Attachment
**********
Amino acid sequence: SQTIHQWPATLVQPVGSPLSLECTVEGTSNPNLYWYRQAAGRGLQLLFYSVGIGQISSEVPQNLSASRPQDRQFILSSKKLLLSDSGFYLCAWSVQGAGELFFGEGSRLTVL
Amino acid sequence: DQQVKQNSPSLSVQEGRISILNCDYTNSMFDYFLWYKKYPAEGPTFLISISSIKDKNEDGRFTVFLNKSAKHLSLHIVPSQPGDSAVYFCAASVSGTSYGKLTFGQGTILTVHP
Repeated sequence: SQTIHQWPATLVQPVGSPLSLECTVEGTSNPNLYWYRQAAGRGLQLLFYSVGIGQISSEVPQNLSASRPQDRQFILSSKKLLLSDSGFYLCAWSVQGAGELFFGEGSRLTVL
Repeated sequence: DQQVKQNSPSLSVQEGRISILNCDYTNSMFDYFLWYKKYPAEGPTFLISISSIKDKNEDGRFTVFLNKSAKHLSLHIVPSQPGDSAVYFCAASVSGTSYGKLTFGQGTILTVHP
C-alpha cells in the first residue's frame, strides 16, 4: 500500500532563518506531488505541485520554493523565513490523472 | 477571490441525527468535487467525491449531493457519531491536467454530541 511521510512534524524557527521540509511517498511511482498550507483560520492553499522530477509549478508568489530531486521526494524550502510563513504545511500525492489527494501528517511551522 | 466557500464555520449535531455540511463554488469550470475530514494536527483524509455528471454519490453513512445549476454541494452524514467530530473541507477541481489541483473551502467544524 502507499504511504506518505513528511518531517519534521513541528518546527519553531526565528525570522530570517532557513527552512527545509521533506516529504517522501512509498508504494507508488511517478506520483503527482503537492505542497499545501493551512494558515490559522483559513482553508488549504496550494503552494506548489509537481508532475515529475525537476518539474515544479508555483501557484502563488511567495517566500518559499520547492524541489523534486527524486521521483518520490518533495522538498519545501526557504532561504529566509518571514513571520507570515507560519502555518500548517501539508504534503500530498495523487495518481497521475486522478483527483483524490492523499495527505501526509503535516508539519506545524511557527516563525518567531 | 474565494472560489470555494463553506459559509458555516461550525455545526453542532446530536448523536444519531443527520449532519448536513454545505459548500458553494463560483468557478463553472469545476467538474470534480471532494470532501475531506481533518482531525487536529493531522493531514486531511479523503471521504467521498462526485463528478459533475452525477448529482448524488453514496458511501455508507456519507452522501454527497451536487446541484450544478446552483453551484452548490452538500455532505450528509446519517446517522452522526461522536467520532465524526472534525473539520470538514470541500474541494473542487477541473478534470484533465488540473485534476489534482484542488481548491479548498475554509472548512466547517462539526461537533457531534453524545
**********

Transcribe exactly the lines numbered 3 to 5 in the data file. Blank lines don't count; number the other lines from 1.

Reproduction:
Repeated sequence: SQTIHQWPATLVQPVGSPLSLECTVEGTSNPNLYWYRQAAGRGLQLLFYSVGIGQISSEVPQNLSASRPQDRQFILSSKKLLLSDSGFYLCAWSVQGAGELFFGEGSRLTVL
Repeated sequence: DQQVKQNSPSLSVQEGRISILNCDYTNSMFDYFLWYKKYPAEGPTFLISISSIKDKNEDGRFTVFLNKSAKHLSLHIVPSQPGDSAVYFCAASVSGTSYGKLTFGQGTILTVHP
C-alpha cells in the first residue's frame, strides 16, 4: 500500500532563518506531488505541485520554493523565513490523472 | 477571490441525527468535487467525491449531493457519531491536467454530541 511521510512534524524557527521540509511517498511511482498550507483560520492553499522530477509549478508568489530531486521526494524550502510563513504545511500525492489527494501528517511551522 | 466557500464555520449535531455540511463554488469550470475530514494536527483524509455528471454519490453513512445549476454541494452524514467530530473541507477541481489541483473551502467544524 502507499504511504506518505513528511518531517519534521513541528518546527519553531526565528525570522530570517532557513527552512527545509521533506516529504517522501512509498508504494507508488511517478506520483503527482503537492505542497499545501493551512494558515490559522483559513482553508488549504496550494503552494506548489509537481508532475515529475525537476518539474515544479508555483501557484502563488511567495517566500518559499520547492524541489523534486527524486521521483518520490518533495522538498519545501526557504532561504529566509518571514513571520507570515507560519502555518500548517501539508504534503500530498495523487495518481497521475486522478483527483483524490492523499495527505501526509503535516508539519506545524511557527516563525518567531 | 474565494472560489470555494463553506459559509458555516461550525455545526453542532446530536448523536444519531443527520449532519448536513454545505459548500458553494463560483468557478463553472469545476467538474470534480471532494470532501475531506481533518482531525487536529493531522493531514486531511479523503471521504467521498462526485463528478459533475452525477448529482448524488453514496458511501455508507456519507452522501454527497451536487446541484450544478446552483453551484452548490452538500455532505450528509446519517446517522452522526461522536467520532465524526472534525473539520470538514470541500474541494473542487477541473478534470484533465488540473485534476489534482484542488481548491479548498475554509472548512466547517462539526461537533457531534453524545